In a recent interview with a spotlight on the RADEO guide, Dr. Thomas Frederickson, MD, FACP, SFHM, MBA highlighted obstructive sleep apnea (OSA) as a key contributing condition to greater opioid use risk.
“Sleep apnea is the number one risk factor for respiratory depression associated with the use of opioids.
[…] Patients with obstructive sleep apnea are dependent upon their arousal mechanism in order to avoid respiratory depression and eventual respiratory failure.”
In addition to being the #1 contributing risk to opioid-induced respiratory depression, OSA is also common and often under diagnosed. Dr. Frederickson states that between 7% and 22% of the adult population has a degree of sleep apnea.
The key question that arises, then, is how to better identify and account for OSA in patients receiving opioids? Here are 5 key resources to reduce the risk of respiratory compromise in this group.
#1. STOPBang Screening Tool
As stated by Dr. Frederickson later in the interview:
“Probably the most common one, and the most effective one in terms of being sensitive, is the STOPBang tool. Many hospitals implement screening for sleep apnea using the STOPBang.”
This 8-point questionnaire is most effective as a pre-operative screening tool. You can find it here.
#2. Protecting Post-Operative Obese Patients
Patients with obesity have a greater likelihood of suffering from OSA. This article by Advance Healthcare Network focuses on reducing the risk of what it calls a “deadly trio” obesity, opioids, and OSA. It contains great recommendations and tips for nurses caring for pre-, inter-, and post-operative obese patients. Read the full article here.
#3. Computer Decision Support Alerts Help Identify Patients with Previously Diagnosed Obstructive Sleep Apnea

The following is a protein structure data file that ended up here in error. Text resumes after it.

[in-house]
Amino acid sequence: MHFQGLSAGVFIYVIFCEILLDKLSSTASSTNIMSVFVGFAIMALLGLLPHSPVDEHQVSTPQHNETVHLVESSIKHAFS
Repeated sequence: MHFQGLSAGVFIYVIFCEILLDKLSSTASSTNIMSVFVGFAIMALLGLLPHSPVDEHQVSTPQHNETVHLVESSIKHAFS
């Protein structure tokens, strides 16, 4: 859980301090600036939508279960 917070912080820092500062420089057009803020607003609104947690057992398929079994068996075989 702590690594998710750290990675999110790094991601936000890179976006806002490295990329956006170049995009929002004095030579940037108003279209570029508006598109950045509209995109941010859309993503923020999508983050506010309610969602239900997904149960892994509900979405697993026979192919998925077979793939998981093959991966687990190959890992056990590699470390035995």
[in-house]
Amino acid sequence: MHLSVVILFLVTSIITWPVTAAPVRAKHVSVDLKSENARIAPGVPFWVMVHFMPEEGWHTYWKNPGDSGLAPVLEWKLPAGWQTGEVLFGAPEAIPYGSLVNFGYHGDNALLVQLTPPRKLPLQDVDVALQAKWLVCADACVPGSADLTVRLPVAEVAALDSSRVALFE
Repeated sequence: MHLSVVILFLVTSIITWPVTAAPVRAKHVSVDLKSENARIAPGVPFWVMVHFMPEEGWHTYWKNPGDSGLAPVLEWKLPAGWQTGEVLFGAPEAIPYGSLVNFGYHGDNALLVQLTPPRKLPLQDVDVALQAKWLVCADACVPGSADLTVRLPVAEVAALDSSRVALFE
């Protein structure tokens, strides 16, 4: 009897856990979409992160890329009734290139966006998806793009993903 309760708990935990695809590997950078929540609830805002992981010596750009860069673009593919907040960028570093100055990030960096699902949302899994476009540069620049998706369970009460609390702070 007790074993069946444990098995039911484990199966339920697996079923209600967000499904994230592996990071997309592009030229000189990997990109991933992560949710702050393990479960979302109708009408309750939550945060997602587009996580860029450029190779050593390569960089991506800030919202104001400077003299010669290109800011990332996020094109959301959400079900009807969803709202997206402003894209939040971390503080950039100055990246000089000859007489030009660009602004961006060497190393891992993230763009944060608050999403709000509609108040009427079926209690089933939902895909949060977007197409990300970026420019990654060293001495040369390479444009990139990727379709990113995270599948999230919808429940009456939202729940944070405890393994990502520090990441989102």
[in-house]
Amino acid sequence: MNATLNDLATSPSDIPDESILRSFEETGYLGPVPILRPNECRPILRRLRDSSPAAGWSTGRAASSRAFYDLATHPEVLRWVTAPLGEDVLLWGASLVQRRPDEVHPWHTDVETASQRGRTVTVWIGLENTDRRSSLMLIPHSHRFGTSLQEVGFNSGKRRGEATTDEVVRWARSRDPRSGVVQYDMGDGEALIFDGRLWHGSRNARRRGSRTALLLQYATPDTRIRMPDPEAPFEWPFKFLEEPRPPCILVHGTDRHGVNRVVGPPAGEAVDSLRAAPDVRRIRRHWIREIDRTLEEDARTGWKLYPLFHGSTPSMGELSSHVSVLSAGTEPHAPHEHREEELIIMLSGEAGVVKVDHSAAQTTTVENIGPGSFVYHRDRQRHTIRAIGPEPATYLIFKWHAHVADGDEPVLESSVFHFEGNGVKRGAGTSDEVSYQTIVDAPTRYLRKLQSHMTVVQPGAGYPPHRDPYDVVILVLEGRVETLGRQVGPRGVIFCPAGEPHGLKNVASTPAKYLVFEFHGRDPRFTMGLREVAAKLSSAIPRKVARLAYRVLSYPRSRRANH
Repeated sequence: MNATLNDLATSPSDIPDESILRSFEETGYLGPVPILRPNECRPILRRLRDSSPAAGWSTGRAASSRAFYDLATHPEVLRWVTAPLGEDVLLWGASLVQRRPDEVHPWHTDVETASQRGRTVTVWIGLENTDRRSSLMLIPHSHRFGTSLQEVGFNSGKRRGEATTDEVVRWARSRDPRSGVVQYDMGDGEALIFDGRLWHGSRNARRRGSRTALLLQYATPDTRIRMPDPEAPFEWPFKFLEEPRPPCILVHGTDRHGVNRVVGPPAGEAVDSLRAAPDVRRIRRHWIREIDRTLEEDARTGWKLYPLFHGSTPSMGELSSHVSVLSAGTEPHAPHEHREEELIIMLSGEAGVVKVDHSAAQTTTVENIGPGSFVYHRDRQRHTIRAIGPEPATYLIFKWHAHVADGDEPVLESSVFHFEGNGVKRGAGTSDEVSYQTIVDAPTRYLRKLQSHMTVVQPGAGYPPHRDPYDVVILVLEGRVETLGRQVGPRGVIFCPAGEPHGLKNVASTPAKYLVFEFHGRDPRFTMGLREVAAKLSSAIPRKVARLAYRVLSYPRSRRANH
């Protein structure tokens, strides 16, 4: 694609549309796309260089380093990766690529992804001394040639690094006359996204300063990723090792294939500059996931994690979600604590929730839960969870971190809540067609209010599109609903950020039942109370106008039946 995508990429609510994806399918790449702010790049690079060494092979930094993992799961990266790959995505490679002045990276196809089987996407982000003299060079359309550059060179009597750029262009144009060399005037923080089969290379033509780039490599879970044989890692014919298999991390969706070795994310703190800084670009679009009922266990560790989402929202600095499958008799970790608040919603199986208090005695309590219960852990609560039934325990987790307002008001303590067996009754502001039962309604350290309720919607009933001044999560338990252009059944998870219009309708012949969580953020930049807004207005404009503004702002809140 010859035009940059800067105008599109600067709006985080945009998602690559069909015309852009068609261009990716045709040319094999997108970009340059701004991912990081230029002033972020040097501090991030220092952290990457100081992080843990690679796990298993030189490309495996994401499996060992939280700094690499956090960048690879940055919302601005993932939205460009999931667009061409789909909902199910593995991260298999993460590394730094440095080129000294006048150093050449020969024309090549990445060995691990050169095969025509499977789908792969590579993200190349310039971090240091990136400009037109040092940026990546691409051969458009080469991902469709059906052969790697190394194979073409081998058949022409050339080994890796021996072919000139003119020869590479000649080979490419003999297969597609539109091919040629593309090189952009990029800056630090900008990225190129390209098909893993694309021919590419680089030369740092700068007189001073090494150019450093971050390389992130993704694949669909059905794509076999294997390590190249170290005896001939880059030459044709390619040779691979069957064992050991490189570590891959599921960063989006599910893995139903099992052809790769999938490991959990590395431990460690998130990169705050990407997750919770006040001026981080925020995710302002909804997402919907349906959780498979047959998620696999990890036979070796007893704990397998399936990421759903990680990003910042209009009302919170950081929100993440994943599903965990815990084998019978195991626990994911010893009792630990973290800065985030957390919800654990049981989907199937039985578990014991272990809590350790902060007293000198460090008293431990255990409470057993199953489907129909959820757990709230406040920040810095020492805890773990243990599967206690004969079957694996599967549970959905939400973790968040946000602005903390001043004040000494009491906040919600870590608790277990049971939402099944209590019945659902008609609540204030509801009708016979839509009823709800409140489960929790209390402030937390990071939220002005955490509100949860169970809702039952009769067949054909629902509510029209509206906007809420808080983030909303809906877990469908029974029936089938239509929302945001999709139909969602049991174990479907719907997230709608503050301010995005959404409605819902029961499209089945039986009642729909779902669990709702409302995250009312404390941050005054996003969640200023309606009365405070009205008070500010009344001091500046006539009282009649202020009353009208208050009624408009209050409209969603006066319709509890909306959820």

Leveraging patient data warehouses can enhance the use of the STOPBang questionnaire. In a PPAHS interview with R. Scott Evans, PhD about his work with computer decision support alerts at Intermountain Medical Center in Salt Lake City, Utah, we uncovered that digital alerts resulted in significantly more OSA patients receiving medical care. Read the full interview here.
#4. Patient Story: Logan Parker
Some of the most powerful learnings come from patient stories. In this interview with Pamela Parker, BSN, RN, CAPA, we focus on the story of Logan, Pamela’s son. The 17-year old had OSA, and tragically died of opioid-induced respiratory depression. We uncovered 6 nursing lessons to avoid this story repeating again.
#5. Patient Story: John LaChance
For Patricia LaChance, patient safety advocate, accounting for patient medical histories and the use of continuous electronic monitoring in patients receiving opioids should be the standard of care nationwide. This feature on The Doctor Weighs In tells the story of her husband, John, who suffered from OSA and was placed on patient-controlled analgesia (PCA). Read the full article here.
Are there more resources about reducing the risk of respiratory depression in patients with OSA we should mention? Let us know in the comments, or on Twitter.
Watch part 1 of our interview with Dr. Frederickson here.